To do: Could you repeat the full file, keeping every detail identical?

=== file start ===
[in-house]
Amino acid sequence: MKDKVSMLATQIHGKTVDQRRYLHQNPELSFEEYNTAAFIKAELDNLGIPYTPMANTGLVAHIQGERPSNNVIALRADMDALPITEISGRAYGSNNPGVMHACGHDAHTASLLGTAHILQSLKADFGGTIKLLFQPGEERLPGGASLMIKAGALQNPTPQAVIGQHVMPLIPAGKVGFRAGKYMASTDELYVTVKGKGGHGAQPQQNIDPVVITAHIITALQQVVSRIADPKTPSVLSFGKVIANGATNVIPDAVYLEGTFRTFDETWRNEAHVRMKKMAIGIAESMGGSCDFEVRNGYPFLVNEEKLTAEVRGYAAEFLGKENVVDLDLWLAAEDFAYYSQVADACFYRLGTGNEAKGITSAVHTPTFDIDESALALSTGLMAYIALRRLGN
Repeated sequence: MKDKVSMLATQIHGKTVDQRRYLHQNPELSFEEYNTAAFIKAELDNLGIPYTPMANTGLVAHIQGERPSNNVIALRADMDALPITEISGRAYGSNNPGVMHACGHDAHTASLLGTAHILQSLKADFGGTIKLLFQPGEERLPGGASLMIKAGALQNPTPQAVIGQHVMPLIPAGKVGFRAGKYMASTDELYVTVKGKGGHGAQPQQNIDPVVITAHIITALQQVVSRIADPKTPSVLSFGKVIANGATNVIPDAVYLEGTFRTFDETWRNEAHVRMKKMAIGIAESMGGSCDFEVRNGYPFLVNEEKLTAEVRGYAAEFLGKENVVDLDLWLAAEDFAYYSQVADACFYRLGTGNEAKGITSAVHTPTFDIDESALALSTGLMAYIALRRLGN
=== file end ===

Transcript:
[in-house]
Amino acid sequence: MKDKVSMLATQIHGKTVDQRRYLHQNPELSFEEYNTAAFIKAELDNLGIPYTPMANTGLVAHIQGERPSNNVIALRADMDALPITEISGRAYGSNNPGVMHACGHDAHTASLLGTAHILQSLKADFGGTIKLLFQPGEERLPGGASLMIKAGALQNPTPQAVIGQHVMPLIPAGKVGFRAGKYMASTDELYVTVKGKGGHGAQPQQNIDPVVITAHIITALQQVVSRIADPKTPSVLSFGKVIANGATNVIPDAVYLEGTFRTFDETWRNEAHVRMKKMAIGIAESMGGSCDFEVRNGYPFLVNEEKLTAEVRGYAAEFLGKENVVDLDLWLAAEDFAYYSQVADACFYRLGTGNEAKGITSAVHTPTFDIDESALALSTGLMAYIALRRLGN
Repeated sequence: MKDKVSMLATQIHGKTVDQRRYLHQNPELSFEEYNTAAFIKAELDNLGIPYTPMANTGLVAHIQGERPSNNVIALRADMDALPITEISGRAYGSNNPGVMHACGHDAHTASLLGTAHILQSLKADFGGTIKLLFQPGEERLPGGASLMIKAGALQNPTPQAVIGQHVMPLIPAGKVGFRAGKYMASTDELYVTVKGKGGHGAQPQQNIDPVVITAHIITALQQVVSRIADPKTPSVLSFGKVIANGATNVIPDAVYLEGTFRTFDETWRNEAHVRMKKMAIGIAESMGGSCDFEVRNGYPFLVNEEKLTAEVRGYAAEFLGKENVVDLDLWLAAEDFAYYSQVADACFYRLGTGNEAKGITSAVHTPTFDIDESALALSTGLMAYIALRRLGN